Global Asbestos Congress 2004

Case Study: Death of a Hotel Boiler Maintenance Man from Mesothelioma

Ryo Matsuda
Lawyer, Kodera-Matsuda Law Office, Japan

Abstract
1. Outline of the case
(1) Victim's job description

The victim joined the defendant firm in 1963 and since then had been responsible for the maintenance of building services inside machine and boiler rooms at the Sapporo Royal Hotel until he died in April 2002. The building services workers at the hotel were in charge of the operation of boilers installed in an underground boiler room to provide hot water and heating for the hotel. They were also responsible for other asbestos-related jobs as described below.

They were in charge of replacement of asbestos-containing packing materials used on the flanges of boiler combustion chambers. The replacement work involved the cutting, tying or installing of packing asbestos. Plate- and string-type packing asbestos were used. The plate-type was cut and tapped by the workers. The string-type would scatter just by unlacing.

The building services workers were also responsible for getting into the space above the suspended ceiling (under the roof) to repair and/or inspect ductworks. Asbestos had been sprayed on the underside of the roof, which flaked onto the floor. In some locations, the space between the roof and ducts was as small as 40 cm, and the workers had to make physical contact with the sprayed asbestos. Asbestos would exfoliate and scatter in the air just by touching.

On the walls of the boiler room, asbestos had been sprayed everywhere above waist height. The building services workers were in charge of the replacement of flange gaskets once or twice a year. In so doing, they had to look at the back of high-pressure header-type boilers. The space between the back of the boilers and asbestos-sprayed walls was as narrow as 30 to 40cm. Asbestos would scatter into air when just rubbed with their uniforms.

The boiler room was swept by the workers once a month, during which time fallen asbestos dust would swirl on the floor. The machine and boiler rooms had an air intake system, which let air in from the 3rd level rooftop by turning on an underground fan to introduce air into the machine room. However, no air ventilation system was in place.

The sprayed asbestos on the walls of machine and boiler rooms had deteriorated to such an extent that its fibers would scatter into air just by touching.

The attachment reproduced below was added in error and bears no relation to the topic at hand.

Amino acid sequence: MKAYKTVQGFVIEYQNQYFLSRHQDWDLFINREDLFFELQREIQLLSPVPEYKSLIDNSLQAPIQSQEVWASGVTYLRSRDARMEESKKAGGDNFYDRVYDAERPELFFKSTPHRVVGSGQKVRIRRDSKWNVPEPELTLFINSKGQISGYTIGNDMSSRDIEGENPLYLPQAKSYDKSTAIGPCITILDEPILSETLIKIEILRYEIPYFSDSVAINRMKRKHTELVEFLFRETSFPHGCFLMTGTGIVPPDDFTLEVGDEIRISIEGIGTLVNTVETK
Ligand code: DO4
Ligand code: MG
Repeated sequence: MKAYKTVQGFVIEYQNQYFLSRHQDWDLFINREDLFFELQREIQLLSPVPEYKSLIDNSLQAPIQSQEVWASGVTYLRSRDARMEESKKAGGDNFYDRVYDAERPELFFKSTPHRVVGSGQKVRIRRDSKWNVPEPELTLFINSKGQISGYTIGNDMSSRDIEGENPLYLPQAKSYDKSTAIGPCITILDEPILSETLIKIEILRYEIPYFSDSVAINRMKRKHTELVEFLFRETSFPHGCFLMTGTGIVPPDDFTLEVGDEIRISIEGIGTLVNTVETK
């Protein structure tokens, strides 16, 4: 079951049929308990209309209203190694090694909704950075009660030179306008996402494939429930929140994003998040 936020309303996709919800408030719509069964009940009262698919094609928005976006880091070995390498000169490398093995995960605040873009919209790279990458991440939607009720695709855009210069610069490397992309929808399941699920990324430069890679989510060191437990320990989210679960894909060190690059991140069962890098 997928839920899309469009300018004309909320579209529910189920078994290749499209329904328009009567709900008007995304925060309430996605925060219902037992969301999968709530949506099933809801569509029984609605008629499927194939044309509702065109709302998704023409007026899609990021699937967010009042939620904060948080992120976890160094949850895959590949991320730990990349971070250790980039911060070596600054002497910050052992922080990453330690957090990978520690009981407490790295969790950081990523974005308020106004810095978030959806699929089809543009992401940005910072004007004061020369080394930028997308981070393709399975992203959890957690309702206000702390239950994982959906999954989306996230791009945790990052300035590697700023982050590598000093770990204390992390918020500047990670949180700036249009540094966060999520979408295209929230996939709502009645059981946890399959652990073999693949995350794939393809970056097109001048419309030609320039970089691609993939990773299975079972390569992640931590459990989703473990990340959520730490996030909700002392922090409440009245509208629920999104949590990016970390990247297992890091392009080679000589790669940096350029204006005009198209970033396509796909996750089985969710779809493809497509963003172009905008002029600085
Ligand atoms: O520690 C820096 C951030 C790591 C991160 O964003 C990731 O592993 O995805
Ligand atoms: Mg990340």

The victim's physical condition started deteriorating around April 2001. On 21 June in the same year, he was diagnosed with asbestos-caused malignant pleural mesothelioma. He died of the disease in April 2002.

He qualified for worker's compensation on the basis that he developed malignant pleural mesothelioma due to the "asbestos-scattering" work environment he was in at the hotel.

(2) Safety measurements adopted by the hotel
Although the building services workers were doing asbestos-related jobs at the hotel, the defendant firm (i) failed to provide an air ventilation system to prevent the retention of dust on the worksite, (ii) not only failed to provide dust respirators but also failed to provide any education about the risk of asbestos dust, and even (iii) failed to instruct the workers to spray water on site. The firm also (iv) failed to appoint any health controller or provide checkups until around 1980 when it started providing checkups for night-shift workers, but even after that still failed to consider asbestos risks in checkups or to give detailed explanations about the results of checkups to the workers, and furthermore, (v) failed to completely remove the sprayed asbestos at the hotel after its surface was found to be deteriorating.

2. Purpose of Filing Suit
After the victim's death, the bereaved family requested the hotel to accept responsibility for the fact that the victim had died of malignant pleural mesothelioma because of the work environment, apologize to the family and take relevant measures to prevent similar accidents. However, as the firm did not accept its responsibilities and refused to apologize, the family decided to file suit against it to clarify its legal responsibilities on the basis of breach of duty to adopt necessary safety measures.

3. Defendant's Actions after the Filing of Suit
The defendant has been categorically denying everything from basic facts, such as the details of asbestos-related jobs, to the relationship between the work at the hotel and the development of malignant pleural mesothelioma, as well as the hotel's legal responsibilities including the duty to adopt necessary safety measures.

4. Progress of Suit
The 1st oral proceedings were held on 27 August 2004, and the 2nd on 15 October in the same year.